The interview took about two hours, with a focus primarily on John's work and his mental health.Mike asked John about the alleged anti-Semitic rantings in the 1960s, and John admitted that, because of his illness, "I did have strange ideas during certain periods of time." He went on to explain he also ranted about aliens. The interview was going on well, and then Mike asked about the alleged affair with his male classmate.At the present time I seem to be thinking rationally again in the style that is characteristic of scientists.
There were suggestions that John had anti-Semitic leanings in his youth and that he had abandoned an out-of-wedlock child.
The implication was that this film was about a nasty guy, and the filmmakers covered it up, so it was not worthy of the coveted Best Picture Oscar.
But producer Brian Grazer and director Ron Howard saw something in the story, and with writer Akiva Goldsman, they turned John's life story into a gripping film that, in 2002, was nominated for the Academy Award for Best Picture.
In the months leading up to the Oscars, a whisper campaign started, suggesting that John was not the heroic figure that was portrayed by actor Russell Crowe.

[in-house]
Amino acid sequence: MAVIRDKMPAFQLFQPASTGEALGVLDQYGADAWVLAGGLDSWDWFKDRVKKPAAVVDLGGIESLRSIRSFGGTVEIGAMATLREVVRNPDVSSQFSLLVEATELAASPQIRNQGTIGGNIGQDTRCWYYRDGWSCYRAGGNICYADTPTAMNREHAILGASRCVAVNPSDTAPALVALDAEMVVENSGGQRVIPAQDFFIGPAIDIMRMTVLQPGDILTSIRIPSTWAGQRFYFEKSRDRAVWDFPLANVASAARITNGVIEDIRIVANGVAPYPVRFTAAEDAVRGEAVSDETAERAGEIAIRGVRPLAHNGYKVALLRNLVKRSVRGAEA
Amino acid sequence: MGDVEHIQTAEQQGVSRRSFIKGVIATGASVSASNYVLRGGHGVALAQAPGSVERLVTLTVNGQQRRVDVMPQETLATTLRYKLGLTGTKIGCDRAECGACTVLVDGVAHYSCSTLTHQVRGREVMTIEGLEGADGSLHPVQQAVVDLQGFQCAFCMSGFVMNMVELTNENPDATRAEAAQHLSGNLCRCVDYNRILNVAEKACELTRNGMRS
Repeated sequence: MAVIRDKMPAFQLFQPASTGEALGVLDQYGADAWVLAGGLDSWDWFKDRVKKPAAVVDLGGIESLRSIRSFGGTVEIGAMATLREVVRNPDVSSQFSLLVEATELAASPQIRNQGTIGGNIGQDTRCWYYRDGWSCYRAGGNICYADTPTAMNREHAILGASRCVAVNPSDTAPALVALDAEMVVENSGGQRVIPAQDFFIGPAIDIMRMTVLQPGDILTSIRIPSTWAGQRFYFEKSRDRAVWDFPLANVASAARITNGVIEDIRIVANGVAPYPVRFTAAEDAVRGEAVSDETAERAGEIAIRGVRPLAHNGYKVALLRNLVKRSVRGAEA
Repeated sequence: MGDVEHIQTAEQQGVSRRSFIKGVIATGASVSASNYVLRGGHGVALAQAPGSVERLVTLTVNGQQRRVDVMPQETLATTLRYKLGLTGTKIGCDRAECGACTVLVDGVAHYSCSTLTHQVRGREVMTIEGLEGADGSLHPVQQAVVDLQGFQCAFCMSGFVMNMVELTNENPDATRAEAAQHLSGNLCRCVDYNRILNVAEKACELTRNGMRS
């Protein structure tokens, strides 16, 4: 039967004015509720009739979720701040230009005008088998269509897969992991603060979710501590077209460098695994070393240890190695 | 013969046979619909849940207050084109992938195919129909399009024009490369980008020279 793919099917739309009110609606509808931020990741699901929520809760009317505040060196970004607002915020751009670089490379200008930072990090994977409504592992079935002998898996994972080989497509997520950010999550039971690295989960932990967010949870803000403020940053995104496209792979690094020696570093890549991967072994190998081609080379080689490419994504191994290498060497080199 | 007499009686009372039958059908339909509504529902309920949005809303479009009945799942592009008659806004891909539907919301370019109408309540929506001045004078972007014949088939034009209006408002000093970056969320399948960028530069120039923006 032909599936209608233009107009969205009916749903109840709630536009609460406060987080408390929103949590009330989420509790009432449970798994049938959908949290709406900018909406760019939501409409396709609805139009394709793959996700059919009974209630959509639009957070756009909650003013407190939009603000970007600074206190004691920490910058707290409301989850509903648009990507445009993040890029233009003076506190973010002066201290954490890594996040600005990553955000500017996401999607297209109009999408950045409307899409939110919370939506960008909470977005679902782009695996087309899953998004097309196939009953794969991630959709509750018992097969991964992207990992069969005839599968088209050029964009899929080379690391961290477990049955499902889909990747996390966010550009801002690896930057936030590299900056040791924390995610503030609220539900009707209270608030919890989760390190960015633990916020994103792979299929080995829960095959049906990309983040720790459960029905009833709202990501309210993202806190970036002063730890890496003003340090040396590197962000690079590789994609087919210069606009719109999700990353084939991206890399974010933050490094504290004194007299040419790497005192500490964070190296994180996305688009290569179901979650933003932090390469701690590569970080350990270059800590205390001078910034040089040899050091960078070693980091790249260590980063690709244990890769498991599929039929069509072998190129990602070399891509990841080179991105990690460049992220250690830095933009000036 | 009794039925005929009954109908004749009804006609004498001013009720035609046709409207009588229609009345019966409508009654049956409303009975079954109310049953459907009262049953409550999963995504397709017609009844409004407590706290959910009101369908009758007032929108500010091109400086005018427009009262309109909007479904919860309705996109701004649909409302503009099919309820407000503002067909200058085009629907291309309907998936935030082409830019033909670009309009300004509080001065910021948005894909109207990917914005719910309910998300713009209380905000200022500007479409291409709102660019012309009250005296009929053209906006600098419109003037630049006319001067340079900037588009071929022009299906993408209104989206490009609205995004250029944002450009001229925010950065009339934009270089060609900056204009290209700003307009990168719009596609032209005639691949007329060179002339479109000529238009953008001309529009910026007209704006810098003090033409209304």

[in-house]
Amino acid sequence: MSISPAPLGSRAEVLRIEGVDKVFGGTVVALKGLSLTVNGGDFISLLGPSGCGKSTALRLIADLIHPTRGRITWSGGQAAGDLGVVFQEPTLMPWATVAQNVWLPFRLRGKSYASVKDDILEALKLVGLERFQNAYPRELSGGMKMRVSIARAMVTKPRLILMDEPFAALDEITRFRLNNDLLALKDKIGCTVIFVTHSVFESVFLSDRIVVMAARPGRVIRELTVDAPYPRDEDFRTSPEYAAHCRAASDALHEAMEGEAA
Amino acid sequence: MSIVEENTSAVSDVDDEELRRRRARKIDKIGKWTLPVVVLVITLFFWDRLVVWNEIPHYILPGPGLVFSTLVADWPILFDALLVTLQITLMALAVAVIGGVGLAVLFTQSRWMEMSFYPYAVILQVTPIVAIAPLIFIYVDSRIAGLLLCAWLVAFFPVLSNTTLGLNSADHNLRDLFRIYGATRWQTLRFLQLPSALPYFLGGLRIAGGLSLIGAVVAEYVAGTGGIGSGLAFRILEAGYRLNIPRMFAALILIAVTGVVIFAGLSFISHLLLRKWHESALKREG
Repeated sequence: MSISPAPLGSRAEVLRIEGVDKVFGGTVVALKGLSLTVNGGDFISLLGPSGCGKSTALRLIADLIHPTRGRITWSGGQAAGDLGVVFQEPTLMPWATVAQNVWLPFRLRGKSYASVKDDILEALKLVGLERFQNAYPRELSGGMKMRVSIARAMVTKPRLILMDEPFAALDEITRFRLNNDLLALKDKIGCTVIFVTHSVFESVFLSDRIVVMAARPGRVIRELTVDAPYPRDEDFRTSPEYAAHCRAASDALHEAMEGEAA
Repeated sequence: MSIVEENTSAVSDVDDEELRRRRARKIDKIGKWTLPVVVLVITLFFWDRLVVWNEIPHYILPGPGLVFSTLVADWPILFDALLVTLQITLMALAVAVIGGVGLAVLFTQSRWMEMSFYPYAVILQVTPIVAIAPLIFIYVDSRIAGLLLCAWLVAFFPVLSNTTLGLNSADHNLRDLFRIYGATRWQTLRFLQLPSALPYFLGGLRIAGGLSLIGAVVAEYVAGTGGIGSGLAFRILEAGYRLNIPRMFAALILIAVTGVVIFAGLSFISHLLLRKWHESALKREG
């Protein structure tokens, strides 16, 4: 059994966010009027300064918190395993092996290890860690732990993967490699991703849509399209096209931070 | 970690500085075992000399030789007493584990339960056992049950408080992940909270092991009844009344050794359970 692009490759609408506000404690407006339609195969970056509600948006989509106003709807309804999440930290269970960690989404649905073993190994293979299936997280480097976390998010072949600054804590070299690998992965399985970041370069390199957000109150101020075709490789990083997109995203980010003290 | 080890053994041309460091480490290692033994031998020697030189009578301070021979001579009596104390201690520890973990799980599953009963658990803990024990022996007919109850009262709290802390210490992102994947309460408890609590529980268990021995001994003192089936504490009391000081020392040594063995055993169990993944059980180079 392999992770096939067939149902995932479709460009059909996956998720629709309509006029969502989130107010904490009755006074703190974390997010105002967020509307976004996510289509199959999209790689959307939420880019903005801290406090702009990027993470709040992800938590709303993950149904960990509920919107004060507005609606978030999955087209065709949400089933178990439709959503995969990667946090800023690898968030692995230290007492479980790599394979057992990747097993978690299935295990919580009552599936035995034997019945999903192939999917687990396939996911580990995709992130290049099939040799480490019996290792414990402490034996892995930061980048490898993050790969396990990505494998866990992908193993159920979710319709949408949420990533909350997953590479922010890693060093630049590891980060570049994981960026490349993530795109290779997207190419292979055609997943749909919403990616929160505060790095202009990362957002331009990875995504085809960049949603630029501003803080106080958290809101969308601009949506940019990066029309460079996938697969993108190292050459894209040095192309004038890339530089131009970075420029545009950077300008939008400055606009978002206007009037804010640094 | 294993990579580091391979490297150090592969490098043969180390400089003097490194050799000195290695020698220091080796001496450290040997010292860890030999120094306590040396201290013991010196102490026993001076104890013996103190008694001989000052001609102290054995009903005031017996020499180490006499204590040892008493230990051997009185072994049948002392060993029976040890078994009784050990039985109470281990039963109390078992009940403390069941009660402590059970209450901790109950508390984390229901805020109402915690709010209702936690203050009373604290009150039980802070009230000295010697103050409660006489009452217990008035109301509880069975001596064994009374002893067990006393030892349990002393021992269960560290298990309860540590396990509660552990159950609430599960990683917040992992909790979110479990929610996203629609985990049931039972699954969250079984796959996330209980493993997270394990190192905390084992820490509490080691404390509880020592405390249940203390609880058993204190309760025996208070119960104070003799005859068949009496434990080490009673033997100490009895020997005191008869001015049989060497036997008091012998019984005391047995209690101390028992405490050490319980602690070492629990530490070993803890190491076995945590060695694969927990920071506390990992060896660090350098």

I remember John turned slightly, as if to look to me for help. Of course, the exchange never made it into the piece, since it was not germane to the story.
He paused, collected his thoughts and answered matter-of-factly. We did address the alleged anti-Semitism and the abandoned son, but by the time our story aired, Academy votes were in, so the studio's efforts to use this profile to boost their chances of an Oscar were foiled.
In the fall of 2002, we both welcomed the Nash story as a break from our national security reporting in the wake of the 9/11 attacks.
After chasing intelligence agents and terrorists, this was going to be an easy one. Negotiating with a genius suffering from schizophrenia is simply not easy.
Having struggled with his own mental health demons, Mike thought he could connect with this man who achieved greatness, despite his challenges.
Mike and I also saw it as an opportunity to help address the ongoing stigma around mental illness.